Then don’t miss the Grand Jubilee show; it’s all that and then some! Whenever I go to this show, I am enthralled by amazing vocals, hilarious comedy, the great live music of the “Grand Band,” and how the show’s emcee and producer, Mike Patrick, ties it all together into an awesome entertainment experience.
From the pre-show to the final curtain, this grand production is filled with some of the finest vocals, comedy, and live music appearing anywhere on any Branson stage. The quartet, “New South,” is composed of Lead Vocalist, David Ragan; Tenor, Luke Menard; Baritone, Jon Drockelman; and Bass, Mark McCauley. Although each, on their own, has a great voice, the harmony and power of their combined voices is a joy to experience. It’s obvious that they love entertaining their audience and are having fun, and, from where I was sitting, it was apparent that they were conveying that feeling to the audience.
They perform a variety of music covering many genres including country, gospel, pop, and patriotic covering decades of hits and do an amazing job on them all. From among many, and although certainly subjective, some of my favorites were “You Gave Me A Mountain,” what I consider their signature number, “YMCA,” and my favorite, “How Great Thou Art.” It is one of the most powerful and inspirational renditions of that song I have ever heard. Listen for “the note;” when you hear it you’ll know!
Jackie Brown, who just won the BRAMMY Award as the Best Female Vocalist of 2015, showed why on a variety of numbers throughout the show. My personal favorites were her performance of the Jamie O’Neal hit, “When I Think About Angels” and her duet of the Dolly Parton Porter Wagoner hit, “I Will Always Love You,” that she performed with Luke Menard.
The “Grand Band,” or as its fans refer to it “The Rhinestone Mafia,” includes some of the most talented musicians in Branson. It is composed of Michael W. Davis, Piano/Keyboard & Vocals; Wayne Massengale, Fiddle and Acoustic Guitar; Larry Allred, Bass Guitar; Rob Blackburn, Drums; David Creech, Lead Guitar, Acoustic Guitar and Gene Mulvaney, Steel Guitar, Electric Guitar, Banjo and Band Director.
These guys are not just great musicians; they interact with others in the cast and the audience throughout the show. Whether it’s simply playing music in support of the vocalists, a short feature during a vocal such as their individual participation in New South’s performance of “Sweet Country Music,” or a solo performance such as Michael Davis’ beautiful piano vocal performance of “Candle In The Wind,” these consummate entertainers add so much to the audiences enjoyment of the show.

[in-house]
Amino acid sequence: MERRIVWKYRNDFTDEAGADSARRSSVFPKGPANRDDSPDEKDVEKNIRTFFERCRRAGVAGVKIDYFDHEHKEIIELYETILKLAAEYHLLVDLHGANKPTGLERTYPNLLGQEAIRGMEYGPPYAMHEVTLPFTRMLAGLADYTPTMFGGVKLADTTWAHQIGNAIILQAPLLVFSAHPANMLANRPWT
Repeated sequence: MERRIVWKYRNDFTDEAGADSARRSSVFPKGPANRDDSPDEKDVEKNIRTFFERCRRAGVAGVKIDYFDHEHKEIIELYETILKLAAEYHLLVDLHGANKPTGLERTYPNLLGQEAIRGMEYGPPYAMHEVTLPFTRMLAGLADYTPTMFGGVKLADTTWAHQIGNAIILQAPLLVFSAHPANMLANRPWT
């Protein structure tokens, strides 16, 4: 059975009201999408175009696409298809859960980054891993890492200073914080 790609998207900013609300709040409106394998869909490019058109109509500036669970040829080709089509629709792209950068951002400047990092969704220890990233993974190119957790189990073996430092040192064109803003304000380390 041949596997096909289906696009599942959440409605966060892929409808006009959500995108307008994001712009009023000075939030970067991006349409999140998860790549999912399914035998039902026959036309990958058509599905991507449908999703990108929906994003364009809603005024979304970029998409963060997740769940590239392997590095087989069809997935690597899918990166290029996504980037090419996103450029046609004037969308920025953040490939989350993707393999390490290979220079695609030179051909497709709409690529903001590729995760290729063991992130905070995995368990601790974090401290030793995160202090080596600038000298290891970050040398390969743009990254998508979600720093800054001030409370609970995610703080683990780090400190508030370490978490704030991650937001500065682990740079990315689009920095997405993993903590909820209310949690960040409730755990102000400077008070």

“Jim Dandy,” played by multi-talented Jamie Haage, along with “straight man” Mike Patrick, kept me laughing throughout the show, from the preshow to the end with a marvelous combination of one liners and comedy skits. It can be safely said, “No dark comedy here, just orange comedy that is skillfully choreographed into the show so that it flows in with the music at exactly the right time to keep the show moving seamlessly from one colorful and entertaining “set” to another.
As many times as I have seen it, watching the metamorphosis of Haage from comedian to instrumentalist and vocalist is a special treat to see and hear. His playing of the banjo, steel guitar, drums, piano and fiddle, especially his “train duet” of the “Wabash Cannonball” and ” Orange Blossom Special” with Wayne Massengale, was a joy to experience, not only testifying to the versatility and talents of this “grand” entertainer, but as yet another thing that makes the Grand Jubilee unique among Branson shows.
Sure it’s a show filled with talent, but it is the way that talent is all brought together with its choreography, colorful costumes, sound, and lighting that makes it the outstanding production it is and that’s thanks to the show’s producer and director, Mike Patrick and associate producer Andy Holloway. And if that’s not enough, Mike is also Emcee, Jim Dandy’s straight man, and plays a mean honky-tonk piano version of “Balls of Fire” surrounded by some great special effects.
In previous reviews of the Grand Jubilee I said, “It might seem like a cliché, but the Grand Jubilee is truly ‘grand’ entertainment. I laughed until I hurt, listened to some of the most talented musicians and vocalists I have ever heard, in Branson or anywhere else, and was thoroughly entertained by a fast moving production that held my interest throughout. It was over all too quickly. Isn’t it wonderful that some things never change except to get better!” All I could add for the 2016 show that I saw was, “Ditto!”
For additional information or tickets for the Grand Jubilee show contact the Branson Tourism Center, one of Branson’s largest and most respected vacation planning services by calling 1-800-785-1550 or through its website, www.BransonTourismCenter.com .